• Promoting activities to control and prevent animal diseases, environmental pollution, promoting efforts towards food safety and quality, and supply of quality hides and skins through timely recovery of carcasses.
  • Encouraging community participation on sustainable practices related to animal husbandry, involvement of community in breed conservation and creation of resource map for the states.

Note: Explanations are required to each point. 8-10 points are enough in exam.  


As Indian agriculture is dependable on monsoon which is very erratic due to various geographical phenomena ‘National Livestock mission’ along with other four sub missions help in sustainable rural growth and development.

Connecting the dots:

  • National action plan on climate change.
  • Sustainable development.

Best Answer: Ali



Q4. The existing food management and distribution framework in India is faced with many anomalies and challenges. Elucidate. What steps can be taken to address them?


  • It is a two part question
  • Food management and distribution includes the entire set of activities from farm to fork, so use diverse points in elucidating the various challenges
  • Lastly, give 5-6 short but authentic (already in progress) solutions


India is world’s leading producer of fresh fruits and vegetables, pulses, rice and wheat. Yet malnutrition is a common phenomenon in India. 60% of children in India are underweight and malnourished 200 million sleep hungry. The paradox can be attributed to the weak food management and distribution framework in India. Poor Transportation System, Inefficient chain of traders, Absence of sheltered storage and cold storage facilities, Poor Food packaging are said to be the main reasons why Food Distribution in India is so poor. Various challenges include:

Note – the detailed explanation below is only for your understanding. You are not required to write so much under each point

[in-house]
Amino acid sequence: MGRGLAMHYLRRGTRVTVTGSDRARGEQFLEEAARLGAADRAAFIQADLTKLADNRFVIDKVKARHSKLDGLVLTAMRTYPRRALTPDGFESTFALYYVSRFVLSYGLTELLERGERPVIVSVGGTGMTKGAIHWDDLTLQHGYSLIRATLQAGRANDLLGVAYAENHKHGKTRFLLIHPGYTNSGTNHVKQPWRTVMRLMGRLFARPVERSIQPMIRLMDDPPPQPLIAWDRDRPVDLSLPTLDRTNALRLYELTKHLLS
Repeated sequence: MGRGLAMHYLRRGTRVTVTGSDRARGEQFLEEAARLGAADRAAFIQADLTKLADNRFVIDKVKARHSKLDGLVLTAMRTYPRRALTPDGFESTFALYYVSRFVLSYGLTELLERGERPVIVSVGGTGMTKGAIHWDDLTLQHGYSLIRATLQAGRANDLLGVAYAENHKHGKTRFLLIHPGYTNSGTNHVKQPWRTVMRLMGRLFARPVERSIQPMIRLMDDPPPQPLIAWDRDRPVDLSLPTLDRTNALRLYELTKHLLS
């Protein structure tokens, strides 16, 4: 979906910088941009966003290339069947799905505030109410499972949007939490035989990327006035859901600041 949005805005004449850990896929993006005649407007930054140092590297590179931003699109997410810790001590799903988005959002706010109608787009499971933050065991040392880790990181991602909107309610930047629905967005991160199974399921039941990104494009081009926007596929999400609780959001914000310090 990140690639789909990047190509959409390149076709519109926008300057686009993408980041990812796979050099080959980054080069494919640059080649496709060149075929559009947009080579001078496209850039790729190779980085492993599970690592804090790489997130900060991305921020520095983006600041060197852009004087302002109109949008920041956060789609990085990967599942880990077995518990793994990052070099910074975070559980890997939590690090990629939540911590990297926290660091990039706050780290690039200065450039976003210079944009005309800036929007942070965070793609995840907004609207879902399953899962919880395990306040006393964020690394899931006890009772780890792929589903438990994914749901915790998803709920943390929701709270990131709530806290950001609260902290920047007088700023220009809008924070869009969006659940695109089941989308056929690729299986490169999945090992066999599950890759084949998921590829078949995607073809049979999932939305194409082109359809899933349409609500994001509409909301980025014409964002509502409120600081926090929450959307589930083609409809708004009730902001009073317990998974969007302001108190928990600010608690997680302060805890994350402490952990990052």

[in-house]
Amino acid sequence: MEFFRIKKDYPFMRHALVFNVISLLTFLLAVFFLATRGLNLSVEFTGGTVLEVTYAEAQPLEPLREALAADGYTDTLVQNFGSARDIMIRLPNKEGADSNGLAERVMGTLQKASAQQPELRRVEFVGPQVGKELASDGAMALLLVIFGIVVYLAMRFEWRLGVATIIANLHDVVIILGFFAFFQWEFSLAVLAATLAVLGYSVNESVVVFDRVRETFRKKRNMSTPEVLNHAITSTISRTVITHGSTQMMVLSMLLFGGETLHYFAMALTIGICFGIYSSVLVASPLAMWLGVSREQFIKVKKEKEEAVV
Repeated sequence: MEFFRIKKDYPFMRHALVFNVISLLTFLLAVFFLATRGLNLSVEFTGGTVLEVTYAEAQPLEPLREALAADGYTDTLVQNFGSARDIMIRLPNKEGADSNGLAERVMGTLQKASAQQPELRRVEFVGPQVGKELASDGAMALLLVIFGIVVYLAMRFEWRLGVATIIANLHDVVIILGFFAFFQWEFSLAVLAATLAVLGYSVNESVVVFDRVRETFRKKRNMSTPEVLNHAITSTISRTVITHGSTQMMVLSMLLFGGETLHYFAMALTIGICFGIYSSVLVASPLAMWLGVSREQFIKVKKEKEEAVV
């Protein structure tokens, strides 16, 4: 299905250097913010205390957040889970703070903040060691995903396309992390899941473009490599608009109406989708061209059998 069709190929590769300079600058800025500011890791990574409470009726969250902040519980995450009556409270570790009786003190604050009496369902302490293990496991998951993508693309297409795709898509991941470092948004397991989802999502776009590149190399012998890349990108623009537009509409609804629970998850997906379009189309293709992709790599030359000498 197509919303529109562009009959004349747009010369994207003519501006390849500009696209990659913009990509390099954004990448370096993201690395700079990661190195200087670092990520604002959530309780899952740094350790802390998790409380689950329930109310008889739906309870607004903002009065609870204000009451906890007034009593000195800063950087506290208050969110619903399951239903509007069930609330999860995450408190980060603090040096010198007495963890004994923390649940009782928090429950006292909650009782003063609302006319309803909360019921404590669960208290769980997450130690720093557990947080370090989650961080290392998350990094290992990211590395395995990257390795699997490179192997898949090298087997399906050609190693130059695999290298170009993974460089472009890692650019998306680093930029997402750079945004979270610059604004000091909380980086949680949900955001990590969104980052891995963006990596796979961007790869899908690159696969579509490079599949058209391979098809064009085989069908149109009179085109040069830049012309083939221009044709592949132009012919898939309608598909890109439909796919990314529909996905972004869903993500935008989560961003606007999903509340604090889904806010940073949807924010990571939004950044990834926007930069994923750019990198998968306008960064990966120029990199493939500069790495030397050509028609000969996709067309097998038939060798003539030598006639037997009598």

Poor Transport Infrastructure

Despite having the second largest road network, only 2% of it covered by highways which handles 40% of the inter-state cargo. Secondly, last-mile connectivity at village level is still not 100%. Railway network is limited in its scope of providing end to end connectivity. Trucks are stopped at every state border which leads to delay and increasing cost of transportation. All of this combined results in farmers not able to get their produce to the market quickly.

Unorganized Logistics

In India, only 6% of the logistics is organized. High dependence on manual labour and low technological presence impacts the supply chain lead time. Multiple middlemen in the supply chain lead to artificial price increase without any value addition.

Lack of Cold Storage and Adequate Warehouses

Farm to fork cold storage supply chain is still a pipe dream in India. It results in high wastage of perishables such as fruits, fisheries etc. Even for foodgrains such as wheat and rice procured by the FCI as part of the MSP program, adequate sheltered and scientific storage is unavailable leading to rotting of foodgrains due to improper packaging and storage. As per estimates, 20% of foodgrain is wasted due to lack of pest control mechanisms in FCI and other state-controlled warehouses.

Fragmented Agriculture Marketing

Agriculture is a state subject, hence each state has its own APMC framework. These APMCs are beset with corruption, red-tapism, monopoly of middlemen, and unfair price discovery for farmers among other problems. There is multiplicity of taxes and payments are often delayed to farmers by traders.

Possible Steps to Address the Problem

  1. 3rd party logistics – promote companies specializing in advanced logistics
  2. Warehousing with PPP mode – to ease of off burden on FCI
  3. FCI Reforms as per Shanta Kumar Committee Report
  4. Focus on Food Processing – SAMPADA Scheme, Mega Food Parks
  5. Agriculture Market Reforms – E-National Agriculture Market
  6. Strengthening of infrastructure and connectivity – PM Gram Sadak Yojana
  7. Build Cold Supply Chain from Farm-to-Fork – 100% FDI in logistics